(Corrects typo in spelling of Valeant Pharma in para 4)
* First-quarter earnings up a forecast-beating 38 pct
* Raises 2014 growth target percentage to mid-to-high twenties
* CEO declines to comment on M&A speculation
* Shares up 1.7 pct
By Paul Sandle
LONDON, May 1 (Reuters) - Shire, a pharmaceutical group created by acquisition, soundly beat expectations for first-quarter earnings and raised its outlook on Thursday, underlining its own appeal as a target in the merger frenzy gripping the sector.
The London-listed group, which has franchises in drugs to treat hyperactivity and rare diseases, reported earnings per share of $2.36, by its preferred non-GAAP measure, on revenue of $1.35 billion, boosted by strong sales of its ADHD (attention deficit hyperactivity disorder) drug Vyvanse.
The group raised its outlook for earnings growth this year to a percentage in the mid-to-high twenties from its previous prediction of similar growth to the 23 percent recorded in 2013.
Shire, a perennial subject of takeover speculation, has attracted interest from Botox maker Allergan Inc in recent months. Allergan, which itself has received an unsolicited bid from Valeant Pharmaceuticals, is preparing an approach for Dublin-based Shire, Reuters reported on Tuesday.
Shire Chief Executive Flemming Ornskov declined to comment on any specifics regarding what he described as the “merger frenzy” in the sector.
“My perspective is to focus on growth and profitability,” he said. “That’s what I can control and will continue to focus on.”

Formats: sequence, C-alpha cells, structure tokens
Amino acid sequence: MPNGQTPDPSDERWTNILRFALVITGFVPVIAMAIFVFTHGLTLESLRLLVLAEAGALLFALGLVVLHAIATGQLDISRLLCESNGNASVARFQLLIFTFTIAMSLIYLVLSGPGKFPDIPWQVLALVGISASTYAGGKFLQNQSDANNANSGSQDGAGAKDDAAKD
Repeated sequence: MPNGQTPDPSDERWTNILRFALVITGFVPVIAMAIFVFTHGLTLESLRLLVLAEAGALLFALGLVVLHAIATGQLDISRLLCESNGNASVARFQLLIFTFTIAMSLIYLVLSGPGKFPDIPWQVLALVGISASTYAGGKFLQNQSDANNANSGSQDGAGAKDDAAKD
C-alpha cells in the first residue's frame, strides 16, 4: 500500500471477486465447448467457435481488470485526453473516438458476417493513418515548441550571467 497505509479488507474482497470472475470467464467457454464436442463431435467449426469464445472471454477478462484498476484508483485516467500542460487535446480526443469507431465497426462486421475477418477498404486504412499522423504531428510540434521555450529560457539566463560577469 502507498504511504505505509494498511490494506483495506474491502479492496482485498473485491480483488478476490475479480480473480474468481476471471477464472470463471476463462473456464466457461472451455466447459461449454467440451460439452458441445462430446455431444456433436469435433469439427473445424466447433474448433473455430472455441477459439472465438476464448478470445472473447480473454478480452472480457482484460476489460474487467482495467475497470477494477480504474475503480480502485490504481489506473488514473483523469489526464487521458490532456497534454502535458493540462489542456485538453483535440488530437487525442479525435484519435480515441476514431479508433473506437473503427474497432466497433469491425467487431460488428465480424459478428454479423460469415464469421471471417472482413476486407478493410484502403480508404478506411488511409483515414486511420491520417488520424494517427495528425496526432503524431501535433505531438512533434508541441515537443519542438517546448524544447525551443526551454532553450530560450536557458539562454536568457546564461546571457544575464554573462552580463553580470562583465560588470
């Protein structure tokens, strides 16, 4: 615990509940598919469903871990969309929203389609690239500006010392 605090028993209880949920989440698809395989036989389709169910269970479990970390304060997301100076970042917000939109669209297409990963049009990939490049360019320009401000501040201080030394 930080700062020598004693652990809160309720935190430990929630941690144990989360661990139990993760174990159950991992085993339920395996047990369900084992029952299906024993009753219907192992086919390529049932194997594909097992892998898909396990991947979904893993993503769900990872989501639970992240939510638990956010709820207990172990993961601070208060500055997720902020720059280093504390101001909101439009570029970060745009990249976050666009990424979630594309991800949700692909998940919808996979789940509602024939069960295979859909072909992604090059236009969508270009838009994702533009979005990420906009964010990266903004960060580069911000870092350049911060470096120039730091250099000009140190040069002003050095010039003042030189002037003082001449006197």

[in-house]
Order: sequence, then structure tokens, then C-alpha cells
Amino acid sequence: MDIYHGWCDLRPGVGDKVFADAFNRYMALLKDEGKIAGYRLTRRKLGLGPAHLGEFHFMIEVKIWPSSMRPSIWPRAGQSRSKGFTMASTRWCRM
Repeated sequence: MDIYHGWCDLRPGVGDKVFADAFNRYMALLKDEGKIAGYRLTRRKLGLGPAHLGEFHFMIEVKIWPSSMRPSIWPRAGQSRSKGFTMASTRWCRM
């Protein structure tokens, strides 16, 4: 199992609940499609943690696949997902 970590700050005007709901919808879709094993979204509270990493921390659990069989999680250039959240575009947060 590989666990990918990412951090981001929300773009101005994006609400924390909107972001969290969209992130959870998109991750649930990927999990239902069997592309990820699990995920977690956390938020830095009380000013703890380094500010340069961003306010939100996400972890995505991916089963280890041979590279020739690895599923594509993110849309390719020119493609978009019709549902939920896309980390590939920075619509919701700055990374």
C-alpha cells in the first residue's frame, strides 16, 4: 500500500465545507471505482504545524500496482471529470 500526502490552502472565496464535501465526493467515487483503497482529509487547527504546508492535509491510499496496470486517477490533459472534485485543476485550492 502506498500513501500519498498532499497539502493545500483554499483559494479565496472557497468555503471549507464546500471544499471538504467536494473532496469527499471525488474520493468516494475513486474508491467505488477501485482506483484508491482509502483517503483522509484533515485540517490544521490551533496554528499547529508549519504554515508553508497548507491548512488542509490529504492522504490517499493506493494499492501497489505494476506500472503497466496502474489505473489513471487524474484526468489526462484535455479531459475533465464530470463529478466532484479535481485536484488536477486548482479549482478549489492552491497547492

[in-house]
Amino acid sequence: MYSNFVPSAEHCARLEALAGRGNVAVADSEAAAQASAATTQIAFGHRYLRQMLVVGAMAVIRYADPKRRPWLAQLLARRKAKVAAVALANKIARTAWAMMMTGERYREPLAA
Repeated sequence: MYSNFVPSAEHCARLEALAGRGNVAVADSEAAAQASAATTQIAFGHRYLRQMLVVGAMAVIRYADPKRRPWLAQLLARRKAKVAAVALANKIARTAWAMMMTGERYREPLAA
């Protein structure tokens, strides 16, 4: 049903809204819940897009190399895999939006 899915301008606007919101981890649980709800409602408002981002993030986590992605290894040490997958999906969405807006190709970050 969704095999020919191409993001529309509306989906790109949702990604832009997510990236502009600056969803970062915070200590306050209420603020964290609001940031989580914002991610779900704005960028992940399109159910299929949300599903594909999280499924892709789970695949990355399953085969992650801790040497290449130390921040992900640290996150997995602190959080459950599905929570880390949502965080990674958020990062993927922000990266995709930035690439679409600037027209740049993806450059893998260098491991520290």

Shire, which has a market capitalisation of $33 billion, has long outpaced its big pharma rivals’ growing revenues and profits. Its base in Dublin, which has a lower rate of corporation tax than many countries, including the United States, adds to its appeal.
Ornskov said he saw innovation coming from two sources: internal, which is the group’s pipeline, and external, both through business development and mergers and acquisitions.
In terms of seeking deals, Ornskov said size is not the main factor. “It’s really, do we think the compounds in the pipeline or on the market would bring significant innovation and value? And would we be the best owner of these assets from a patient perspective, from an innovation perspective and an efficiency perspective?” he said.
Shares in Shire, which hit a record of 34.91 pounds on Tuesday, were trading 1.7 percent higher at 34.37 pounds at 1312 GMT.
Analysts at Jefferies said earnings per share beat the consensus forecast by 6 percent, driven by lower costs.
“Ongoing M&A speculation is likely to overshadow these financials,” they said, adding that their “buy” rating is driven by the company’s attractive valuation in the longer term.
Ornskov said he believed that the company had an opportunity to double revenues in its neuroscience unit by the end of the decade, helped by the potential use of Vyvanse to treat binge eating disorder and a drug candidate for adults with ADHD.
The new drug, SHP465, is a long-lasting combination of amphetamine salts, Ornskov said. Based on feedback from the U.S. regulator, it could launch as early as the first half of 2015, he added.
Analysts had expected Shire to post revenue of $1.38 billion and non-GAAP earnings per american depositary share (ADS) of $2.22, according to a company-compiled poll of 19 brokers.
Editing by David Goodman